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Best Songs of 2022 – The Recent York Times


“Fruity,” like the most effective hyperpop, is an anarchic affront to refinement and restraint, an ever-escalating blast of melodic delirium and warped excess. It’s a sugar rush, it’s brain-freeze-inducing, it’s beneficial by zero out of 10 dentists. Turn it up loud.

Yeah Yeah Yeahs grow elegantly into their role as art-rock elders here, not only by slowing to a tempo as confidently glacial because the Cure’s “Plainsong,” but by placing a highlight on the existential dread of the subsequent generation. “Mama, what have you ever done?” Karen O sings, channeling the voice of a frightened child. “I trace your steps within the darkness of 1/Am I what’s left?”

Grace Ives makes music of interiority, chronicling the liminal moments of her day when she’s by herself, daydreaming: “I hear the neighbors sing ‘Love Galore,’ I do a split on the kitchen floor,” goes the charming “Lullaby,” a passionately sung, welcoming invitation into her world.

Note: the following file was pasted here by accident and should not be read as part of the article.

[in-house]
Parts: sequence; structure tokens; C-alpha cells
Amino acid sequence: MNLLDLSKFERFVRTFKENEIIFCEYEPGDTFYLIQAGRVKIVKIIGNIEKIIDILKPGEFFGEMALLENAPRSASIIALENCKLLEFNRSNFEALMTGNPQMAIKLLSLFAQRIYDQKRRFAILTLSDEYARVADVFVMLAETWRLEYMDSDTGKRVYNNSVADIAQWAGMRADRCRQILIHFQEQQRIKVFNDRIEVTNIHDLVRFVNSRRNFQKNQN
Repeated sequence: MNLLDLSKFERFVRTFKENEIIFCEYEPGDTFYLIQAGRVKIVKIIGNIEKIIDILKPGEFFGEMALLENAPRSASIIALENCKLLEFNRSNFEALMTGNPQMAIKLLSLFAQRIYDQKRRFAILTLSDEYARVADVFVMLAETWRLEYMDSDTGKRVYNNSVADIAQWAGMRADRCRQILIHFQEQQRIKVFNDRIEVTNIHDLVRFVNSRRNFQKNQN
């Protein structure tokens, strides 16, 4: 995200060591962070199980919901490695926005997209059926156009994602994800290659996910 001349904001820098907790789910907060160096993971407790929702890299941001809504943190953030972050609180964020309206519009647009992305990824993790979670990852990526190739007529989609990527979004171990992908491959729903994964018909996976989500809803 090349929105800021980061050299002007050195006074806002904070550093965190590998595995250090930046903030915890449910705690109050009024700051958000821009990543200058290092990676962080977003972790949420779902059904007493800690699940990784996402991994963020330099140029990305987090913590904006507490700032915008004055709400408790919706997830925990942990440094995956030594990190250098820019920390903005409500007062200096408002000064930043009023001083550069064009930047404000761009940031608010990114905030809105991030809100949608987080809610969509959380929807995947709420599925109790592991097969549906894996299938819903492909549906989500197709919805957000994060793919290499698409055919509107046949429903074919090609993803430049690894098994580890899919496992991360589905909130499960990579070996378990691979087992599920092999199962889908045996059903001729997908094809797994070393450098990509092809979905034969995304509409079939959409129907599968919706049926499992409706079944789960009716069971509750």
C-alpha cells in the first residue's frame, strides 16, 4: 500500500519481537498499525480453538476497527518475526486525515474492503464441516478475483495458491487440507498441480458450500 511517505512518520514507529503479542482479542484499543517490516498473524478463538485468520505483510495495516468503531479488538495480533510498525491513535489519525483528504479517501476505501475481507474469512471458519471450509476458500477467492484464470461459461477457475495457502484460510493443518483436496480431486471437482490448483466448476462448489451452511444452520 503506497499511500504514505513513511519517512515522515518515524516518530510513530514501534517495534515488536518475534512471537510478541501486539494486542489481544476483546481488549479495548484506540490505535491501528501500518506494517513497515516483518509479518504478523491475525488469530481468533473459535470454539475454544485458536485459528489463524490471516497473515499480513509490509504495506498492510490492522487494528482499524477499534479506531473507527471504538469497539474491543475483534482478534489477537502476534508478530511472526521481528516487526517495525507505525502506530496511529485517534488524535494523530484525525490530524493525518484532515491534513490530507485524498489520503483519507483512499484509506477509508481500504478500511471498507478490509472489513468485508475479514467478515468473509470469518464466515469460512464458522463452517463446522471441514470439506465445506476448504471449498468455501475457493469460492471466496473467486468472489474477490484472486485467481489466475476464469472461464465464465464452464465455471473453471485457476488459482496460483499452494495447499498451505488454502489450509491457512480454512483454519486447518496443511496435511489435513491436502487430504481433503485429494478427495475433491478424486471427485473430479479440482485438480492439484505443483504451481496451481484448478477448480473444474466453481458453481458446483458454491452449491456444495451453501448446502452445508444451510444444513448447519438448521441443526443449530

The pandemic left many individuals isolated in their very own heads, questioning their perceptions, feeling disconnected from a bigger whole. The clarion-voiced Natalie Mering has written a soothing anthem for all those lost souls within the emotionally generous “It’s Not Just Me, It’s Everybody”; its title alone is an offering of solace and sanity.

A bass line buzzes like a live wire, snaking repeatedly through this exorcism of hysteria. “The sensation comes so fast, and I cannot control it,” Florence Welch wails as if possessed, but she eventually finds her catharsis within the music itself: “For a moment, once I’m dancing, I’m free.”

“I’m walking past him, he sniffing my breeze,” the rising star Ice Spice spits expeditiously on this unbothered anthem; before he may even process the insult, she’s gone.

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